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  • br Materials and methods br Results br Discussion Using a

    2018-10-26


    Materials and methods
    Results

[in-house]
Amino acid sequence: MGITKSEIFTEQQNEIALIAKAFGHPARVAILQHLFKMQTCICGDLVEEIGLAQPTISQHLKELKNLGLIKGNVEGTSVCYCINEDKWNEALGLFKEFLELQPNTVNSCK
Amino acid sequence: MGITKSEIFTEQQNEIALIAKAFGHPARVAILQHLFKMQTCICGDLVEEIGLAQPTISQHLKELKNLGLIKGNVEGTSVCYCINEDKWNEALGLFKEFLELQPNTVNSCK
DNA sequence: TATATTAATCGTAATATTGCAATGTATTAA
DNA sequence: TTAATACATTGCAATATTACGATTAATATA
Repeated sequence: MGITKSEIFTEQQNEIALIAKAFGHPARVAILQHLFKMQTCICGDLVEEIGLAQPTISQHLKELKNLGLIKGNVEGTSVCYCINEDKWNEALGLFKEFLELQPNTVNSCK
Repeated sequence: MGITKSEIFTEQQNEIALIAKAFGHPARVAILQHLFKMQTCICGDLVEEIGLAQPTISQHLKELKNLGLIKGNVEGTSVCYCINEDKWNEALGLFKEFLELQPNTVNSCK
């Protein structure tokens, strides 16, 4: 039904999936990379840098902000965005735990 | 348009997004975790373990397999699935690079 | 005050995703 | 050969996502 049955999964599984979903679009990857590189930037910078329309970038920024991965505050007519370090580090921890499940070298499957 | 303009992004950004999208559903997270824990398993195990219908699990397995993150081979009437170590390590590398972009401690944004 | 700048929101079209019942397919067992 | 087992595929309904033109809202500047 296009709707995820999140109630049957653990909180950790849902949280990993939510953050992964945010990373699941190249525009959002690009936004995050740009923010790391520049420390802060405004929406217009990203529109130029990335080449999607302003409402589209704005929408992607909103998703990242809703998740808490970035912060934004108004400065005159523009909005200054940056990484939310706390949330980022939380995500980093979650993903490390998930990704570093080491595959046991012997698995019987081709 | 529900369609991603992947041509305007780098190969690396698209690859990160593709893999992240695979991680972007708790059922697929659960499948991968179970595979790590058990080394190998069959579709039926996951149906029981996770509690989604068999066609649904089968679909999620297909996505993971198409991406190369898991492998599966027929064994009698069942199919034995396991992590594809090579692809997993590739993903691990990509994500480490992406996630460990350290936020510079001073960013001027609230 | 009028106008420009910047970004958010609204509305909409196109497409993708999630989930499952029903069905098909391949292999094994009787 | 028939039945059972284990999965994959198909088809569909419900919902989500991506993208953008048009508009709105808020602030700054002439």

Discussion Using a dual-promoter lentivirus-transduced BM-HSC transplantation model, we report here that both transgenes (i.e. murine invariant chain (Ii) and the GFP reporter) can be detected in various APC cell types from different organs (Fig. 1). Thus, this lentiviral vector using two ubiquitous promoters – the housekeeping Elongation Factor 1a (EF1a) for Ii and Murine Stem Cell Virus (MSCV) for GFP – is efficient in expressing the two transgenes together. However, imbalanced expression of Ii and GFP was observed, with higher expression of GFP than Ii in general and with correlation of GFP and Ii only in monocytes/macrophages (Figs. 1 and 2). This imbalance may be due to vector rearrangements and/or deletions, epigenetic modification(s) or competition between promoters or enhancers for factors or competition for ribosomal association (Curtin et al., 2008). Although the MSCV promoter is functional in human HSC (Choi et al., 2001) and has been optimized in murine embryonic stem cells with additional CPG mutations at LTR region (Swindle et al., 2004), we found that it may be specifically inhibited in the murine HSC environment both in vivo and in vitro (Wang et al., 2013). On the other hand, EF1a induced the highest transgene expression in human HSC (in vitro) and their progeny cells (in vivo) among tested promoters, including MSCV (Sirven et al., 2001; Woods et al., 2002). Even with the better performing promoter EF1a to drive Ii expression, we still observed lower levels of Ii than of GFP encoded by the commercially optimized codons (Figs. 1 and 2). Thus, further improvement of expression of the gene of interest by optimization of the vector and/or gene codons (Ellis, 2005; Moreno-Carranza et al., 2009) or by using a cell-specific promoter (Cui et al., 2002) likely is warranted. As we only observed the correlation between GFP and Ii in monocytes/macrophages and there are technical difficulties detecting the GFP+Ii+ population (i.e. Ii detection requires permeabilization, whereas this procedure bleaches the fluorescence of GFP), the use of GFP as a pan-representative for Ii should be done with caution in this setting. We also observed the highest levels of Ii and GFP expression in macrophages, intermediate levels in DC, and lowest expression in TAK-875 from blood, spleen and PLN (Fig. 1). The trend is not observed in BM. The higher level of transgene expression in myeloid compared to lymphoid compartments has been reported (Amsellem et al., 2002; Mostoslavsky et al., 2005). The same trend was observed in progeny derived from HSC transduced with oncoretrovirus (Klug et al., 2000). Possible mechanisms underlying lower transgene expression in B cells include chromatin remodeling accompanying B cell commitment, the absence of positively acting transcription factors or the presence of silencing factors, and/or higher levels of DNMT3 activity in lymphoid cells compared to myeloid cells (Klug et al., 2000). These factors all contribute to silencing of transgene expression at the transcriptional level. It also is possible that the EF1a promoter works better in myeloid than in lymphoid compartments. As DC include both myeloid and lymphoid subsets (Martin et al., 2000), the transgene level is expected to be intermediate among the three cell types. Blood and BM are the most common samples collected for detecting transgene expression in mice, nonhuman primates and humans after administration of HSC-mediated gene therapy. This is useful for some therapeutic transgenes carried by blood cells (Aiuti et al., 2013; Biffi et al., 2013; Cartier et al., 2009; Kim et al., 2009; Sirven et al., 2001; Trobridge et al., 2008). However, the expression of therapeutic genes can be substantially lower in target organs, such as the lung, compared to blood (Aguilar et al., 2009). In addition, the expression of certain immune molecules, like MHC class I molecules, derived from lentivirus-transduced HSC were only transiently detected cells at the protein level in peripheral blood, although their mRNAs were consistently expressed (Zhang et al., 2005). Lower levels of GFP driven by EF1a or an APC-specific promoter were observed in spleen compared to BM (Cui et al., 2002). Here, we did not observe any correlation between Ii expression levels in BM and PLN in B cells, myeloid cells and DC. However, a confounding variable is that the markers we used allow inclusion of cells at different development stages. For example, B220+ cells in BM contain 4 stages of premature subsets before mature B cells (Nagasawa, 2006), whereas B220+ cells in PLN and spleen are mostly mature B cells. This issue needs to be considered, especially when analyzing BM. Blood Ii level correlated with PLN Ii level only in DC (Figs. 3 and 4). Thus, blood can be used as an indicator of Ii transgene expression in certain, but not all, cell compartments.